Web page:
INTERVIEWER: Right. And so that’s something you’re trying to instill in us as teachers is to have that–

O’CHIENG K’OLEWE: To hold your students accountable. You have to. You have to– you have to– if there’s nothing else I’ll stress to my teachers-to-be is have high expectations of your students. If you hold them high, if you have high expectations, they’ll reach that level.

And that’s the one thing that I probably got out of that Kenyan system, is the expectations are high. You find parents who literally never went to school, but have high expectations of the kids. And kids hold– have high expectations of themselves. So just like you say, they can study by themselves and not monitor what they’re doing. They can do the study sessions and make sure that the people who are supposed to be there are there. They do the things that they’re supposed to be doing as students.

So when I come here and I see– then I have kids that are going through the school system here. And that’s probably the biggest battle that we have, is I, to me, I don’t think they hold themselves as high as they should. In other words, you have a student who’s just– the kid, the student, actually as very high potential, but they settle for passing.


O’CHIENG K’OLEWE: You know, for just making it up close. So that’s the one thing that’s probably I got out of the Kenyan system.

INTERVIEWER: So then how, as a teacher, are we supposed to sort of address this multicultural sort of influx that were happening. You know what I mean? Like if you have a child who’s coming from a different background that have different sort of standards for themselves, how do we as teachers either not single them out, and put them in that the gifted and talented or whatever, but how do we sort of put them on the same– how do you hold a child from another society to the same standards as you would hold a kid that is born and raised here? And the expectations are completely different for each child. How do we make a level playing field for all of our students and be fair to all of our students?

O’CHIENG K’OLEWE: Yeah, I don’t think we do a very good job with that. Because we either usually place students in lower level classes, because probably they can’t speak the language yet, or they just can’t really fitting into the culture. Or sometimes, like you say, we stereotype them and put them in really high level classes.

I think part of it is as a teacher, as I say, you have to be sensitive to the student’s background. Not sensitive. It’s probably not the word. You have to know stuff. Which means the teacher has to go out or their way to learn something about the student’s background, you know? Where they come from, or, you know, their cultures, and you the values within their cultures, and things like that.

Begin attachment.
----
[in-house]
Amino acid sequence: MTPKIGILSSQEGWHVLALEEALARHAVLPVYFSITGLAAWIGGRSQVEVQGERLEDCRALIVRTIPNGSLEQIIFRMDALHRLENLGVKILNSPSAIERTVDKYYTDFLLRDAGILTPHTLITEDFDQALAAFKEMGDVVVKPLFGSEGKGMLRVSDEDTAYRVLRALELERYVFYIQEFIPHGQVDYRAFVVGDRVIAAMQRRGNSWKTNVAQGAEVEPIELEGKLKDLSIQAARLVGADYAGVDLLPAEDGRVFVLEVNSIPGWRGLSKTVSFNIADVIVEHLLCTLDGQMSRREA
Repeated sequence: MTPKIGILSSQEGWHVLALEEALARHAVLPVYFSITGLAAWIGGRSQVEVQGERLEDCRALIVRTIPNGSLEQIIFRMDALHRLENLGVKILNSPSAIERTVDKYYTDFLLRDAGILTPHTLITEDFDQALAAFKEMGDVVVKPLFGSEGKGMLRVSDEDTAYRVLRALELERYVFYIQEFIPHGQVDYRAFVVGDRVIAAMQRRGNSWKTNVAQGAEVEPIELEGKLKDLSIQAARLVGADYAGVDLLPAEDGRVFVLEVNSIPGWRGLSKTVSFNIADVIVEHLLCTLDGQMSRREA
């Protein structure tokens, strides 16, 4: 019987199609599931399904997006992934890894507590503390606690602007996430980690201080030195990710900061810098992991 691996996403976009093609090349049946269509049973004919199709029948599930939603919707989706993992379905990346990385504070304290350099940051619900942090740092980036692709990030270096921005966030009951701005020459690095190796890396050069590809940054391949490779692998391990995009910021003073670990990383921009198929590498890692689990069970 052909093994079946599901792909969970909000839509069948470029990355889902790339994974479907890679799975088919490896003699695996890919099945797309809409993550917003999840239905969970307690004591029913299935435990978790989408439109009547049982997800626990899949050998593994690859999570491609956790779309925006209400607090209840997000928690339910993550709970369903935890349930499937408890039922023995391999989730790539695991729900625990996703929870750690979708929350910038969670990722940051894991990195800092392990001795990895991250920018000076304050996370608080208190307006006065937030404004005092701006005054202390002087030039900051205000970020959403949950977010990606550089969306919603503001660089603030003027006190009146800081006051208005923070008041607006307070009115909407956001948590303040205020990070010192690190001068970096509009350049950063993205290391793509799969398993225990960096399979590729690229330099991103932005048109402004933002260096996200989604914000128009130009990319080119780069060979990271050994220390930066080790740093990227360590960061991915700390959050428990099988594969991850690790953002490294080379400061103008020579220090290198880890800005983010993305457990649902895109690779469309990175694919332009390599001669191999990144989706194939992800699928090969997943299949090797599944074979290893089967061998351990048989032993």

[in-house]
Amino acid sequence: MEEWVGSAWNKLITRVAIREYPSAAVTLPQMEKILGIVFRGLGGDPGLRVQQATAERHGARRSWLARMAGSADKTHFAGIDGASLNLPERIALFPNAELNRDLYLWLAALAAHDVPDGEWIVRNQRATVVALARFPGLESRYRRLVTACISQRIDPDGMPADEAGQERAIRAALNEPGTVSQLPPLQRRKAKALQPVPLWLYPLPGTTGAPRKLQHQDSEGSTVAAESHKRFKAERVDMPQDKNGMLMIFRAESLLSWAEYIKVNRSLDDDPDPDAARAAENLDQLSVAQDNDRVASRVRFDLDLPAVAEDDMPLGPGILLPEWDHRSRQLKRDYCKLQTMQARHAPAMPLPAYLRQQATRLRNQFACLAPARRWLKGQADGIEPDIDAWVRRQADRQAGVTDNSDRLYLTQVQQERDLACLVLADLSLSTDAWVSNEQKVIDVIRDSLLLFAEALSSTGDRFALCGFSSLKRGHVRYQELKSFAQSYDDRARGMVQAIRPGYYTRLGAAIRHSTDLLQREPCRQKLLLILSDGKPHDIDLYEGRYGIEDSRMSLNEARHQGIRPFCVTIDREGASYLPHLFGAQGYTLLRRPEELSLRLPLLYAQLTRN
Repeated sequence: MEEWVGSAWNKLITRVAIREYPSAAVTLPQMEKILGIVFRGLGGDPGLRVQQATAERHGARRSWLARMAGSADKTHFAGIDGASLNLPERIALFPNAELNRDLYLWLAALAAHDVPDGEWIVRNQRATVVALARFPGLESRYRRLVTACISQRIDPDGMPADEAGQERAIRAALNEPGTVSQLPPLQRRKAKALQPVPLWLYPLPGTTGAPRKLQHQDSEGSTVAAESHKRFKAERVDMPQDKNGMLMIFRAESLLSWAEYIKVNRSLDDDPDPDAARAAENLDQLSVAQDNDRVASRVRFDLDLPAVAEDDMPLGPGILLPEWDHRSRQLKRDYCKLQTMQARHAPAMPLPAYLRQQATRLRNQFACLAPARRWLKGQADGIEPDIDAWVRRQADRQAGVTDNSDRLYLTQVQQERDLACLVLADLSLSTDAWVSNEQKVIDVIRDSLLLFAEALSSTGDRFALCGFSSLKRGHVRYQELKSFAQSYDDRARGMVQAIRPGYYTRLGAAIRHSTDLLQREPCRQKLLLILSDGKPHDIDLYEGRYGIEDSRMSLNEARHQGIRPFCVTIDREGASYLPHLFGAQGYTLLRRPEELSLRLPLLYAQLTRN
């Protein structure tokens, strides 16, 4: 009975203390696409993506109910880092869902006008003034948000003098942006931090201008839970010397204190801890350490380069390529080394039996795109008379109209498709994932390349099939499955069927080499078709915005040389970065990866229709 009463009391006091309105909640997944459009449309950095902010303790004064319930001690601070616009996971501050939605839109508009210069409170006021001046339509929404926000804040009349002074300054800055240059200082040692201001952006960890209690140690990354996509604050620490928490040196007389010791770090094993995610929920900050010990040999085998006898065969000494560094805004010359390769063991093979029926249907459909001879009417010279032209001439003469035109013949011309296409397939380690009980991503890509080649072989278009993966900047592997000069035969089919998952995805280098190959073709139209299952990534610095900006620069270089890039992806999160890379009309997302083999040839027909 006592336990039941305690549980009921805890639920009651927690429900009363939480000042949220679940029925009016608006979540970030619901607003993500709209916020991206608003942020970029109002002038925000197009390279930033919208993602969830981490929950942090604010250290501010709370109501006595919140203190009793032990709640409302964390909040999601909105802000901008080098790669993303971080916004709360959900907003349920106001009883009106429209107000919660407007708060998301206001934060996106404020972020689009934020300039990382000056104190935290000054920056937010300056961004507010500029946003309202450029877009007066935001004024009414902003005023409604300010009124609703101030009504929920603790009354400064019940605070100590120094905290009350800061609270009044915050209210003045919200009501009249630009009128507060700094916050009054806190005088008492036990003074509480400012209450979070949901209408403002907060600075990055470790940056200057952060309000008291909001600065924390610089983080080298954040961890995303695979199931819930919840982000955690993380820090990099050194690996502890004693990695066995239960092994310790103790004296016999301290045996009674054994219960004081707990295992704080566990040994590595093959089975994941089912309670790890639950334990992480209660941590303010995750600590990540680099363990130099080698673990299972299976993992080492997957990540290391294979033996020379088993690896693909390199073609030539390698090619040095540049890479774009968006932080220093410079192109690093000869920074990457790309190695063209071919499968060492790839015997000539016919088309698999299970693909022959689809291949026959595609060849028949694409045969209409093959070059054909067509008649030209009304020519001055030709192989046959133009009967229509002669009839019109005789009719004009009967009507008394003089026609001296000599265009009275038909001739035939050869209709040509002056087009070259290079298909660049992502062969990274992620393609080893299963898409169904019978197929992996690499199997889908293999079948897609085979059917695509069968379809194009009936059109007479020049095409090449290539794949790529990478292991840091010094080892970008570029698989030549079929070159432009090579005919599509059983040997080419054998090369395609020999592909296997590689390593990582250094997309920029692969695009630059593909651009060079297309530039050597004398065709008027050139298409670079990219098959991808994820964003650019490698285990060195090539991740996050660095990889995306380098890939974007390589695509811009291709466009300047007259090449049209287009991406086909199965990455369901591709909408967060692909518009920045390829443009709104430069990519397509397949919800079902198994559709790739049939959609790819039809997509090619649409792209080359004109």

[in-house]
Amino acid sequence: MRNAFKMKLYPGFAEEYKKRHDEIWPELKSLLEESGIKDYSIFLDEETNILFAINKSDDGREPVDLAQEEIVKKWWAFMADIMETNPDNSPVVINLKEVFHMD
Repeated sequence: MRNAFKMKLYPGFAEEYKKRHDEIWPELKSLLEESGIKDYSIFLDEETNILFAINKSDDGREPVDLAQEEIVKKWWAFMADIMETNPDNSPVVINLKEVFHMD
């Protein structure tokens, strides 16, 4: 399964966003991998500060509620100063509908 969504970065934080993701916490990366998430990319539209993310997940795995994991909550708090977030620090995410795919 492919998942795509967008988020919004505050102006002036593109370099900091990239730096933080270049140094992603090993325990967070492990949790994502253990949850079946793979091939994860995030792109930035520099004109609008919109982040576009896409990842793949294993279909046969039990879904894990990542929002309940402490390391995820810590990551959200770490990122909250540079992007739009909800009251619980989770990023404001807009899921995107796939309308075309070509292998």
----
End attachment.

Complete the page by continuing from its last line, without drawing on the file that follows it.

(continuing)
INTERVIEWER: And that could be a teaching moment, too. We all learn as a class who our new student is and where they’re from and what we should, you know–

O’CHIENG K’OLEWE: Yeah, I think you need to know that. I think you need to know the students who you have the classroom. And then, after that, I think you just hold all the students at high expectations.

INTERVIEWER: To the same sort of standards.

O’CHIENG K’OLEWE: The same standards, yes. This is what we expect you to achieve. And then we get away from stereotyping kids because they come from a specific background.

INTERVIEWER: Right. I agree.

O’CHIENG K’OLEWE: Sometimes you have students who are still just struggling to negotiate a new culture. What you usually attempts to happen, unfortunately I think, many times if you have students who come from different cultures. But because they have to fit in, sometimes they lower their own expectations. Because you have to fit in. And if they stand out, it’s looked as negative. And though some of the places, their parents might have really high expectations of them– but they lower it, just because they want to fit in. So sometimes there’s that challenge.

INTERVIEWER: What about non-native English speakers? How do we address that in our classrooms? Because you would know the child is bright and capable of achieving set standards and goals and everything. It’s just more difficult for them because they’re still figuring out the English language. How should we go about helping them do that?

O’CHIENG K’OLEWE: I believe there are two things. One, the teacher has to be an advocate. It’s not just a question of walking in there and teaching. Doing the instruction. You have to be an advocate for your students. That means you have to be able to find out, also, what resources are available within the county or within the school district. But it has to be an advocate.